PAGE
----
Search

You searched for: Content Type Policy Brief Remove constraint Content Type: Policy Brief Publishing Institution EastWest Institute Remove constraint Publishing Institution: EastWest Institute Political Geography Asia Remove constraint Political Geography: Asia Publication Year within 25 Years Remove constraint Publication Year: within 25 Years Topic Security Remove constraint Topic: Security
Number of results to display per page

Search Results

  • Author: Christine Lynch, Devon Tucker, Michael Harvey, Jacqueline McLaren Miller
  • Publication Date: 02-2009
  • Content Type: Policy Brief
  • Institution: EastWest Institute
  • Abstract: Drawing on a diverse array of opinions from Africa, Asia, Europe, and North America, the EastWest Institute's Fifth Worldwide Security Conference brought together specialists from the spheres of policy, academia, and civil society. Participants addressed a variety of issues on the contemporary global security landscape. These ranged from specific security threats (whether illicit trade, the targeting of critical infrastructure or cyber crime) to the role of interested actors (such as business, NGOs, and media), as well as a focus on potential strategies to counter terrorism and extremism (either in terms of constructing global cooperative architectures or, more controversially, the possibility of opening dialogue with the terrorists). A variety of policy recommendations emerged from each session—detailed in the main body of the report—but there were several recurring themes binding the debate together and animating the core arguments of proceedings as a whole. These policy recommendations were not necessarily consensus recommendations but reflected a wide range of debated policy prescriptions.
  • Topic: International Relations, Security, Economics, Education, Globalization, Human Rights, International Security, Political Theory
  • Political Geography: Africa, Europe, Asia, North America
  • Author: Jeff Procak
  • Publication Date: 04-2007
  • Content Type: Policy Brief
  • Institution: EastWest Institute
  • Abstract: On April 25, 2007, the EastWest Institute, together with the Kennan Institute, organized in Washington DC a two-hour roundtable discussion on the current state and outlook for US-Russia relations. The roundtable used President Putin's speech presented to the 43rd Conference on Security Policy in Munich on February 10, 2007 as a point of reference. The purpose of this gathering was to examine strategies and approaches to reverse the significant decline in Russian-American relations over the last several years. The seminar was attended by 20 prominent experts from the US and Russia, including foreign policy advisors, representatives of the academic, business, and NGO communities, and mass media. Topics discussed included the most important issues on the US-Russia geostrategic agenda: arms control and nuclear non- proliferation, international energy, Russia's WTO accession, trade and economic cooperation, mutual perceptions and role of the media.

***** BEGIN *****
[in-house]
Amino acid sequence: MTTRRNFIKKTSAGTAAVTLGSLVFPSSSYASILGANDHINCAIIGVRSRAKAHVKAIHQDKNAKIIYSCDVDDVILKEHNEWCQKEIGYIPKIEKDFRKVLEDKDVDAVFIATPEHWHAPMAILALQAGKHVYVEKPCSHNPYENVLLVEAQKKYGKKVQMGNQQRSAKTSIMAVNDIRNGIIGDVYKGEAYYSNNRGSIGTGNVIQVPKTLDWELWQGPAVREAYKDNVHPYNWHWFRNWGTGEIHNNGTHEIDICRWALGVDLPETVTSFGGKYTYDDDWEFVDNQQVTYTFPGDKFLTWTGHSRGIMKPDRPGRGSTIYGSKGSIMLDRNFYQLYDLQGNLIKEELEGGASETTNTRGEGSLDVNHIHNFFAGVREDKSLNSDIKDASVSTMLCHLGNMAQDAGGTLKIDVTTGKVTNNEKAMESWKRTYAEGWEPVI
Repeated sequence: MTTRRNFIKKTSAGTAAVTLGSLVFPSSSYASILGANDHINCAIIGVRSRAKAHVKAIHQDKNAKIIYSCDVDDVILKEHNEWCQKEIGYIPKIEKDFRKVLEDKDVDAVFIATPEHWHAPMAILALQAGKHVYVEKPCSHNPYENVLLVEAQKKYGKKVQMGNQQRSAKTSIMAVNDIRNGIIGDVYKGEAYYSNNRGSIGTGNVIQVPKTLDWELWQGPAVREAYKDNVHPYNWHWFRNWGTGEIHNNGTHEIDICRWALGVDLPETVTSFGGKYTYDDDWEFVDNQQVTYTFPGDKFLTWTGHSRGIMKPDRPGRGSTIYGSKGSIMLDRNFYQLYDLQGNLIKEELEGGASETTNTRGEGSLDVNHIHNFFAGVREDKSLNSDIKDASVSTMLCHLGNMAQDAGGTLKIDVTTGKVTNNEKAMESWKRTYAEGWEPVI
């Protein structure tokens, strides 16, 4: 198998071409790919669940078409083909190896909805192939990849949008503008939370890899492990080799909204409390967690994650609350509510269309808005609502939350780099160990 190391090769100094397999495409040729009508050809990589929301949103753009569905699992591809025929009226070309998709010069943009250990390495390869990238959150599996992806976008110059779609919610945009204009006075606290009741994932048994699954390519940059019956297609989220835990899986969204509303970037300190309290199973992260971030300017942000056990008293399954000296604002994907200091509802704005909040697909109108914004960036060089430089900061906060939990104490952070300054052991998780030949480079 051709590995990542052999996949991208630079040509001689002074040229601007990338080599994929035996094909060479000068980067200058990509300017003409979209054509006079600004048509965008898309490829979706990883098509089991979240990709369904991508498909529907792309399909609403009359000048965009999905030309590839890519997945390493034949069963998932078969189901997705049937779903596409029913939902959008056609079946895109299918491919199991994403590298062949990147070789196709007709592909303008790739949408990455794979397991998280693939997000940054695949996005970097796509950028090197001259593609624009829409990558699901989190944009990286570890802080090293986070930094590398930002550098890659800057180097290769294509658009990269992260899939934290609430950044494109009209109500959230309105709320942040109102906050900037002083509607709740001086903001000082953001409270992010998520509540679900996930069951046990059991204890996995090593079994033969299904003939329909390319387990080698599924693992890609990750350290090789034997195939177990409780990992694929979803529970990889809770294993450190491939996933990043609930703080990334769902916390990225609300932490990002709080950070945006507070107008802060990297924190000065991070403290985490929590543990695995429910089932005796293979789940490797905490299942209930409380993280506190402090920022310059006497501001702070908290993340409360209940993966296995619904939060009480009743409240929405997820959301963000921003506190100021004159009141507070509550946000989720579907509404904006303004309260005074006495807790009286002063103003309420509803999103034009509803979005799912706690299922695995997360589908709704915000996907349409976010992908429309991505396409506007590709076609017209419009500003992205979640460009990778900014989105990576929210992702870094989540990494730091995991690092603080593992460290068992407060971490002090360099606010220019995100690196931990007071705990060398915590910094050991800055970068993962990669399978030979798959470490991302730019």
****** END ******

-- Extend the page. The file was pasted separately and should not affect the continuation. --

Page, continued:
• Topic: International Relations, Security
  • Political Geography: Russia, United States, Europe, Washington, Asia
  • Author: Henry E. Hale
  • Publication Date: 11-2002
  • Content Type: Policy Brief
  • Institution: EastWest Institute
  • Abstract: The future security and stability of Russia, Central Asia, and the Caucasus–all struggling to deal with the simultaneous forces of terrorism, crime, narcotics, poverty, and disease–require a successful political and economic transformation in Afghanistan. A federal system was rejected in favor of aunitary state structure for Afghanistan, but the government of Hamid Karzai has faced great difficulty extending central authority much beyond Kabul. New questions about state-building there and elsewhere in the region should compel policymakers to reconsider federalism among a range of options for how best to organize this complex and diverse society. Although critics charge that a federal solution to state organization enhances social cleavages and fosters instability, federalism could be aviable and effective option if constructed to minimize the power and influence of the demographically dominant group.
  • Topic: Security
  • Political Geography: Afghanistan, Russia, Europe, Central Asia, Caucasus, Asia, Kabul
  • Author: Adam N. Stulberg, Hendrik Cosijn
  • Publication Date: 08-2002
  • Content Type: Policy Brief
  • Institution: EastWest Institute